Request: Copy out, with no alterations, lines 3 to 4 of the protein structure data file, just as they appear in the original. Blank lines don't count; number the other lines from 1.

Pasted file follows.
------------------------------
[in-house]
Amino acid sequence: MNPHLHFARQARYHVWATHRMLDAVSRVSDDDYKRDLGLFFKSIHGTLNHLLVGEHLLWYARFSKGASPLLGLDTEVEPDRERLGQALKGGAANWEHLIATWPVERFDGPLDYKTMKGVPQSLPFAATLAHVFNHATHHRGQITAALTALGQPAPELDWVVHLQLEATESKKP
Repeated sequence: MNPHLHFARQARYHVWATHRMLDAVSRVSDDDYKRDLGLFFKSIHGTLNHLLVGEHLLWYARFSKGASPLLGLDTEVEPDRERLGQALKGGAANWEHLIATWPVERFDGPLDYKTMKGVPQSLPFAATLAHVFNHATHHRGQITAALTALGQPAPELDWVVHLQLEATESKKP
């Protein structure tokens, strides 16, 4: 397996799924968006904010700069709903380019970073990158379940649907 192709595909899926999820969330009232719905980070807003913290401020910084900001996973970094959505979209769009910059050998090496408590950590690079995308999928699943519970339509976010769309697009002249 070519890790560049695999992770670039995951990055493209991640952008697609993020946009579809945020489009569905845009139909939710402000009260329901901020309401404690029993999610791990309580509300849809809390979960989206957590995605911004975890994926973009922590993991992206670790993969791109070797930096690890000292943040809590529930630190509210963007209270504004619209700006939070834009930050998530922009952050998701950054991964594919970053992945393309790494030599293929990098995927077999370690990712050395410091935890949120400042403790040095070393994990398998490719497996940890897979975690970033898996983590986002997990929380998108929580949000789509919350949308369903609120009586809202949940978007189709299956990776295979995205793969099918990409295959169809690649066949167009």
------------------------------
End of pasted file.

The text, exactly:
Repeated sequence: MNPHLHFARQARYHVWATHRMLDAVSRVSDDDYKRDLGLFFKSIHGTLNHLLVGEHLLWYARFSKGASPLLGLDTEVEPDRERLGQALKGGAANWEHLIATWPVERFDGPLDYKTMKGVPQSLPFAATLAHVFNHATHHRGQITAALTALGQPAPELDWVVHLQLEATESKKP
């Protein structure tokens, strides 16, 4: 397996799924968006904010700069709903380019970073990158379940649907 192709595909899926999820969330009232719905980070807003913290401020910084900001996973970094959505979209769009910059050998090496408590950590690079995308999928699943519970339509976010769309697009002249 070519890790560049695999992770670039995951990055493209991640952008697609993020946009579809945020489009569905845009139909939710402000009260329901901020309401404690029993999610791990309580509300849809809390979960989206957590995605911004975890994926973009922590993991992206670790993969791109070797930096690890000292943040809590529930630190509210963007209270504004619209700006939070834009930050998530922009952050998701950054991964594919970053992945393309790494030599293929990098995927077999370690990712050395410091935890949120400042403790040095070393994990398998490719497996940890897979975690970033898996983590986002997990929380998108929580949000789509919350949308369903609120009586809202949940978007189709299956990776295979995205793969099918990409295959169809690649066949167009």